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TuJia

tujia.com

Founded Year

2011

Stage

Series E | Alive

Total Raised

$763.7M

Valuation

$0000 

Last Raised

$300M | 5 yrs ago

About TuJia

Tujia.com is an online vacation rental services provider in China targeting middle to high-end Chinese travelers. Tujia manages the properties listed on their website and works with Chinese real estate developers to rent out unsold inventory.

Headquarters Location

Beijing, Beijing,

China

400-188-1234

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CB Insights Intelligence Analysts have mentioned TuJia in 3 CB Insights research briefs, most recently on Oct 13, 2022.

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TuJia is included in 2 Expert Collections, including Unicorns- Billion Dollar Startups.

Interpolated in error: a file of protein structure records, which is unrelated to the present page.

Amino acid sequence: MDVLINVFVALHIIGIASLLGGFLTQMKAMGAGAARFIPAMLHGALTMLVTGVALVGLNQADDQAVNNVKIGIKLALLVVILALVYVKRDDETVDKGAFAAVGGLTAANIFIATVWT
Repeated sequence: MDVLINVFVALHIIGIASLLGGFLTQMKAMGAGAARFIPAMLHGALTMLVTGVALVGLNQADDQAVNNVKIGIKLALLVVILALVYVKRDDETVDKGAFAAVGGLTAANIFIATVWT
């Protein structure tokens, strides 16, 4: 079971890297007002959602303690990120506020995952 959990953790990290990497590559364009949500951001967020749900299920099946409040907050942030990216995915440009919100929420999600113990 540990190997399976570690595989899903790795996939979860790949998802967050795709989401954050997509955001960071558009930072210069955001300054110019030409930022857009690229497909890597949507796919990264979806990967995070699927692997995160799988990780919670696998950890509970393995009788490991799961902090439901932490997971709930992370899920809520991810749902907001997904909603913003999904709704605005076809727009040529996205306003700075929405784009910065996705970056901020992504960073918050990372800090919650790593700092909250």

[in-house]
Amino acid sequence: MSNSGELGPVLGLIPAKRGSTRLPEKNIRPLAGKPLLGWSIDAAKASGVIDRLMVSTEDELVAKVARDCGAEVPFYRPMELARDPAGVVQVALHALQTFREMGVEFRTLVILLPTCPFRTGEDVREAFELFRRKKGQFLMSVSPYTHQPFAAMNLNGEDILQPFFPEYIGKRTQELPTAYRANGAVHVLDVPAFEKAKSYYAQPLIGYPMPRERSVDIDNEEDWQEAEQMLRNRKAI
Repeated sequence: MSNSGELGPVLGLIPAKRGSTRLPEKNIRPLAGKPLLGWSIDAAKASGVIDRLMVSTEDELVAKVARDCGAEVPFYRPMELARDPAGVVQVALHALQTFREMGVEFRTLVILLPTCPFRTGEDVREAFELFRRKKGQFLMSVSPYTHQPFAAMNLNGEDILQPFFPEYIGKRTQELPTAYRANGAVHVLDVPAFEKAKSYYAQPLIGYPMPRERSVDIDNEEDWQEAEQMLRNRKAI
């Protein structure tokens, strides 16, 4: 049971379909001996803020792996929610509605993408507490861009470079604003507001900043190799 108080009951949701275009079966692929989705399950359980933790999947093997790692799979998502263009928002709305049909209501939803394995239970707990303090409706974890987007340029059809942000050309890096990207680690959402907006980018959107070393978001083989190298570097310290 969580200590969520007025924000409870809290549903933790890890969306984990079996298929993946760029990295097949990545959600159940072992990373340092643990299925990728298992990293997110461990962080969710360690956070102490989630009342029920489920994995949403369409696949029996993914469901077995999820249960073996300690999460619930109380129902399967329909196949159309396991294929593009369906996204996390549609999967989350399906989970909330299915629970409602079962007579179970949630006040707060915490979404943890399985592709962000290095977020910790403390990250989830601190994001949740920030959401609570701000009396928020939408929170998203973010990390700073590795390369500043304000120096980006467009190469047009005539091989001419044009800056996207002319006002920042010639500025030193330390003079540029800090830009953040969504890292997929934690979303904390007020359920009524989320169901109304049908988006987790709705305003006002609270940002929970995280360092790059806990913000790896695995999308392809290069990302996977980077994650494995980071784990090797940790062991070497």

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Unicorns- Billion Dollar Startups

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Travel Technology (Travel Tech)

2,179 items

The travel tech collection includes companies offering tech-enabled services and products for tourists and travel players (hotels, airlines, airports, cruises, etc.). It excludes financial services and micro-mobility solutions.

Latest TuJia News

The Relationship Between Plasma Selenium, Antioxidant Status, Inflammatory Responses and Ischemic Cardiomyopathy: A Case-Control Study Based on Matched Propensity Scores

Oct 9, 2022